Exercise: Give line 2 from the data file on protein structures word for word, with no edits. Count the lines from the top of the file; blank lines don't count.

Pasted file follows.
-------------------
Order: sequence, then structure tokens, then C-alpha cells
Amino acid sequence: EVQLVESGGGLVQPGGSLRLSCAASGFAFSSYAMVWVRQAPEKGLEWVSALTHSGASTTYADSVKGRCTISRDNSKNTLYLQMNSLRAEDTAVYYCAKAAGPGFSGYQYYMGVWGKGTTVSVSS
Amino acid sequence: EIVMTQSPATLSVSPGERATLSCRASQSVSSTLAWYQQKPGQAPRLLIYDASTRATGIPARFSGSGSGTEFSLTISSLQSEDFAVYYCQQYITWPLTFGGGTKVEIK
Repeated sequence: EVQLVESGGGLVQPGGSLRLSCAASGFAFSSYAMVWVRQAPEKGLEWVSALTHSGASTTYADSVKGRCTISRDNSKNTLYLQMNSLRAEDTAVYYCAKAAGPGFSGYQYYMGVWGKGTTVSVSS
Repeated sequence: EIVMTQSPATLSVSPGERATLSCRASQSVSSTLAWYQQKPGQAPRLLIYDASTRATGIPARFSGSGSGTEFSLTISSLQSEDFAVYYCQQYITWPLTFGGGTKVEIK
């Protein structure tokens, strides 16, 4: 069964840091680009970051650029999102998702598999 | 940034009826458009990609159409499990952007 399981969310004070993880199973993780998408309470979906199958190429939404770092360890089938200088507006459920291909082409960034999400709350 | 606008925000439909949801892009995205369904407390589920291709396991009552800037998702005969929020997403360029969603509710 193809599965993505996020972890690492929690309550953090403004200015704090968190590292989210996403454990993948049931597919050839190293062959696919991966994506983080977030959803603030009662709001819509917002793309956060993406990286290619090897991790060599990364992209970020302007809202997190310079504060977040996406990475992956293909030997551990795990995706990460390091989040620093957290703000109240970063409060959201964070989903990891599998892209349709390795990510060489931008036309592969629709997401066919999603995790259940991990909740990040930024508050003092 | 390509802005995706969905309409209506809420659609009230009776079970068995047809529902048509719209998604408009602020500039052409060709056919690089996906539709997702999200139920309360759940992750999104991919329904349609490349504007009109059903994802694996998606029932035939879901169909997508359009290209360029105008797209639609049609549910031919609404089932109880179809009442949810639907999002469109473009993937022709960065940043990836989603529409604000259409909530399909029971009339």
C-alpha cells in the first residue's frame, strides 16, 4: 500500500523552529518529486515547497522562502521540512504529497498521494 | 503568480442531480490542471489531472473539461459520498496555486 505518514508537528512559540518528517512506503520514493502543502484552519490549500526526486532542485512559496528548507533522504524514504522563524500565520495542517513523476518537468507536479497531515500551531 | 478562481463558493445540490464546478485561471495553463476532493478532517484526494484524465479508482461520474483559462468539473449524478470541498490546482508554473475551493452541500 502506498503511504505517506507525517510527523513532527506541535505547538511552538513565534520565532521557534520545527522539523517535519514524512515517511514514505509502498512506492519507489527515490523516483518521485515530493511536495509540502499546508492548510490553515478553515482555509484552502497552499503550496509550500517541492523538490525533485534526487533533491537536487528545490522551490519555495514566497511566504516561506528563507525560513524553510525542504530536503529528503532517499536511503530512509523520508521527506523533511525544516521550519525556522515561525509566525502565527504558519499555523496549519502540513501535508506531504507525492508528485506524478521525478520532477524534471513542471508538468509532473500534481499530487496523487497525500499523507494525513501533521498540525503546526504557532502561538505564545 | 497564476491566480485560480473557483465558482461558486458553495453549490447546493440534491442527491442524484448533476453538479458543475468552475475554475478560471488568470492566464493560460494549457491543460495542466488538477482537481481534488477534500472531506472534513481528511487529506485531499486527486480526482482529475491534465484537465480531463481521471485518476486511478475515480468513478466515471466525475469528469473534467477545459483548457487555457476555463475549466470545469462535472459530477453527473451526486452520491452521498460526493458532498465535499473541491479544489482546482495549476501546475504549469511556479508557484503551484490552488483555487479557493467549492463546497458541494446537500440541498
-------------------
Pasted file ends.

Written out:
Amino acid sequence: EVQLVESGGGLVQPGGSLRLSCAASGFAFSSYAMVWVRQAPEKGLEWVSALTHSGASTTYADSVKGRCTISRDNSKNTLYLQMNSLRAEDTAVYYCAKAAGPGFSGYQYYMGVWGKGTTVSVSS